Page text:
While today’s identity elite seem increasingly dominant, Mitchell does not think this is inevitable. He sees the COVID-19 pandemic as exposing the myth that expert compassion can substitute for competence rather than be a supplement to it. Americans demanded competence to cure the virus first and then whatever gifts could be arranged for the innocent afterwards. Even so, as he notes, most people were willing to do almost anything to avoid the coronavirus, and it is not clear to this reviewer that the lesson from the virus experience could just as easily lead to more fear and more dependence on elites, who, as he notes, pretty much have escaped negative pandemic effects and even have prospered.
Our other author is journalist Rod Dreher, in a book titled Live Not By Lies. One immediately notes that this time the book title itself is from Solzhenitsyn. He uses a much more biting quotation from his own Soviet experience: “There always is this fallacious belief: it would not be the same here, here such things are impossible. Alas, all the evil of the twentieth century is possible everywhere on earth.”
The evil then was communism and its murderous gulag, and Dreher notes that he himself had previously believed that with the fall of the Berlin Wall and the end of the Soviet Union that totalitarianism was dead. But he more recently received a call concerning an elderly Czech immigrant who was shaken by the news that a fellow American had actually been driven out of business for her religious beliefs (in not servicing a same-sex wedding) and thought she was back living under communism. This made Dreher curious what others who had lived under the gulag thought about today’s “soft totalitarianism.”
Dreher starts with Polish dissident Czeslaw Milosz’s 1953 book The Captive Mind, which warns that communist ideology rested on much more than “ordinary fear,” of misery and physical coercion, but appealed to an “internal hunger” to replace religion with socialist social justice ideology. Like Mitchell, Dreher likewise mentions scapegoating and Huxley’s brave new world, in which physical coercion is less important in controlling subjects than promising comfort, telling lies, and shaming. Milosz even warned against citizens proclaiming outward conformity but maintaining inward dissent, anticipating Solzhenitsyn on the importance of refusing to lie at all.
Much of Dreher’s book relates interviews with gulag survivors refusing to live with lies. While most of those systematically tortured eventually succumbed to the pain and made concessions, many returned again to truth. It is difficult to read and understand what a human being can endure and still keep the courage of the truth. Dreher does not demand going out of one’s way to suffer, but he does ask Americans who have not succumbed to refuse, prudently, to accept the lies and distortions of modern leftist progressivism in the media, universities, big corporations, and popular culture, even at risk of jobs. The gulag heroes showed how by cultivating intimate relationships in family and small communities, in serious local religious lives, in small seminars with other truth-tellers, and even through simple hospitality. And, incredibly, their truth eventually won.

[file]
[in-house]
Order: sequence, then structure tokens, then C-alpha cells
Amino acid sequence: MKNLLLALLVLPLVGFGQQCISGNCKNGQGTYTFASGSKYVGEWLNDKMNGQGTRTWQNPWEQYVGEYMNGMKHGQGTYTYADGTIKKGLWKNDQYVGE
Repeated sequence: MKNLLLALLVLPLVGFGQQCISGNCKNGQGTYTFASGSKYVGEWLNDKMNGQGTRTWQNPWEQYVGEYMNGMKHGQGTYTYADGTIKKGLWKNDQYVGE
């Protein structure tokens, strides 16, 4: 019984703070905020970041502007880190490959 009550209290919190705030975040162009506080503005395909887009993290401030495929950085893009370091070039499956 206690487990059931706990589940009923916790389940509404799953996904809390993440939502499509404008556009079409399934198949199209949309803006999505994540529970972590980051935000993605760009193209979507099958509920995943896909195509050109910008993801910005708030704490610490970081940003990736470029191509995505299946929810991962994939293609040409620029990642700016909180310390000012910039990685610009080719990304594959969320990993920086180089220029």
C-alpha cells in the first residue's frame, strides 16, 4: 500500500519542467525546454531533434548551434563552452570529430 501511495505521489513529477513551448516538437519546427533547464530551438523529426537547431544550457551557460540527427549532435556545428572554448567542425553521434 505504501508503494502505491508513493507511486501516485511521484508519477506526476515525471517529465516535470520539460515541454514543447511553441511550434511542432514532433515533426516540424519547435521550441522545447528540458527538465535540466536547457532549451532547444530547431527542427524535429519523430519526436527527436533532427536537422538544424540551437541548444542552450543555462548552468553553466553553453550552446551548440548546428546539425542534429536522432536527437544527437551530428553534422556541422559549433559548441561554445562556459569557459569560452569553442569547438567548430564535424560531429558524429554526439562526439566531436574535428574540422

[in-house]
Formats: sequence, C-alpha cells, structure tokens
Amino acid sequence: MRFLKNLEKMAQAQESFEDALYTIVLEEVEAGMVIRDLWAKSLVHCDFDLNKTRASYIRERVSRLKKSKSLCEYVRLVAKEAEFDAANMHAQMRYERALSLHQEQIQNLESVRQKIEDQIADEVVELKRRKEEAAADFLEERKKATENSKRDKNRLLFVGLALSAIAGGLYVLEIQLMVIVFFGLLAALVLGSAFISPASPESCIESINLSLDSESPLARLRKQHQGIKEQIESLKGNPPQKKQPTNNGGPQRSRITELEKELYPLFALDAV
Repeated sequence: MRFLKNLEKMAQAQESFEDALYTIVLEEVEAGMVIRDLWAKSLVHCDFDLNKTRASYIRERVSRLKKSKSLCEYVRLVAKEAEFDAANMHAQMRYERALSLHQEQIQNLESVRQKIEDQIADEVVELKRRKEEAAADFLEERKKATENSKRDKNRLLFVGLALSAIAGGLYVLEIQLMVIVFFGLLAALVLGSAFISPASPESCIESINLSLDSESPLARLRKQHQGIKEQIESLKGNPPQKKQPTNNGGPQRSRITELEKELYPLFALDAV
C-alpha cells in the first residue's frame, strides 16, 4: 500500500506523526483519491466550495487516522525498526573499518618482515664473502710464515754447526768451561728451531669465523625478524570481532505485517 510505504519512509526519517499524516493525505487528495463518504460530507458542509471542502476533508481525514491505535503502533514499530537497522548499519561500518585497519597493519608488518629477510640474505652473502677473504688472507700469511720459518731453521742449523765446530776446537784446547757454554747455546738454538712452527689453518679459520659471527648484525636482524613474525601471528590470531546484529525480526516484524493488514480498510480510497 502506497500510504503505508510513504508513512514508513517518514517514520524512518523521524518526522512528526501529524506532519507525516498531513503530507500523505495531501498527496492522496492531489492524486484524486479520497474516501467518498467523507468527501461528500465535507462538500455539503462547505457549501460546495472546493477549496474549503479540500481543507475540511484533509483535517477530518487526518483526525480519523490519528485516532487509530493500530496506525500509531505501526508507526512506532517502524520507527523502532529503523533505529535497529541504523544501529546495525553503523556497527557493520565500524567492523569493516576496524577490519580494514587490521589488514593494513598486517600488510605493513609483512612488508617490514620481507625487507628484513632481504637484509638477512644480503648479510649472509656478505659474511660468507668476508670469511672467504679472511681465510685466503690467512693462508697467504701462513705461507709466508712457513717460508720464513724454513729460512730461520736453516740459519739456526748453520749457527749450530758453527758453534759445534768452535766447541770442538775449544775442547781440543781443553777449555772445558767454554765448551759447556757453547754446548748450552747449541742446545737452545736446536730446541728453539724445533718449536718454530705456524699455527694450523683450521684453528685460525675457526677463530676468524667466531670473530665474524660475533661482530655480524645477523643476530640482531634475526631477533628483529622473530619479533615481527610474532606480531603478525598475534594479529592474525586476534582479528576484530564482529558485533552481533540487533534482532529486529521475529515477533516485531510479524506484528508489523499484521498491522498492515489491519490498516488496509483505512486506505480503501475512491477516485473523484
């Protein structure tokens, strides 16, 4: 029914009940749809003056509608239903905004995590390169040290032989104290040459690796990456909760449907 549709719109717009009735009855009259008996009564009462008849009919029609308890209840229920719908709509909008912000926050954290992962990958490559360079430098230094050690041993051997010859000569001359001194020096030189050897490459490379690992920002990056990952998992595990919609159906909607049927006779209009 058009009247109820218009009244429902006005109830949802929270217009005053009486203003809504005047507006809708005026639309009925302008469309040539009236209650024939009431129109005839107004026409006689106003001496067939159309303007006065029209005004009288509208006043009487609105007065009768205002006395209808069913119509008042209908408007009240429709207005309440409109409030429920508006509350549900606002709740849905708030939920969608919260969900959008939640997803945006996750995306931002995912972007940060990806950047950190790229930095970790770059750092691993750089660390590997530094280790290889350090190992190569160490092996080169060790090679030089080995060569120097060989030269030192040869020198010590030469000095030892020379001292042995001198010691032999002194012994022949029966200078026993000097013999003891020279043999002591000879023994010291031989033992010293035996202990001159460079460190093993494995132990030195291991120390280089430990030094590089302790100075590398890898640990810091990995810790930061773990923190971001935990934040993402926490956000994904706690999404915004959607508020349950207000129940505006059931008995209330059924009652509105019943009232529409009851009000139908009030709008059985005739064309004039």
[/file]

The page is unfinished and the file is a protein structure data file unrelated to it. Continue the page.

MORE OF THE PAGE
The points that unite the two books are the continuing ubiquity of fear and the difficulty of truth. Today when COVID-19 infections are down 77 percent nationally, 70 percent are immune or are vaccinated (including a majority of seniors), and the coronavirus death rate is merely 0.15 percent, fear is still dominant. Popularly elected President Joe Biden suggests masks may be mandatory for a year or more. A new CDC found masks largely ineffective because aerosols come over their tops and sides and should be replaced by “a sleeve made of sheer nylon hosiery material around the neck and pulling it up over either a cloth or medical procedure mask” or using knots and tucking in to fit a mask close to the face, although it did concede that “double masking might impede breathing or obstruct peripheral vision.”
The chance of the average American being hospitalized for the coronavirus is minuscule, and the death rate for the infected is merely 0.23 of 1 percent. And yet the low-risk, comfortable-income, waited-upon half of the population seems determined to stay at home, virtue-signaling mummy-masks, collecting checks, and forcing the rest to follow. Elites can prosper from home, perhaps indefinitely, but their fear keeps many of the less fortunate from working. And our progressive leadership’s only solution is the same centralization, one-size-fits-all expertise, and big-daddy control that have brought us near Tocqueville’s and Solzhenitsyn’s predicted ruin.
Fear is the human predicament, and Dreher’s small communal institutions populated with Mitchell’s competent individuals are probably the only possible ameliorations. But are these perhaps as unlikely as the fall of the Soviet Union?
Donald Devine is senior scholar at the Fund for American Studies. He is the author of America’s Way Back: Reclaiming Freedom, Tradition, and Constitution, Political Management of the Bureaucracy, and his latest, The Enduring Tension: Capitalism and the Moral Order, from Encounter Books. He served as President Reagan’s director of the U.S. Office of Personnel Management and can be followed on Twitter @donalddevineco1.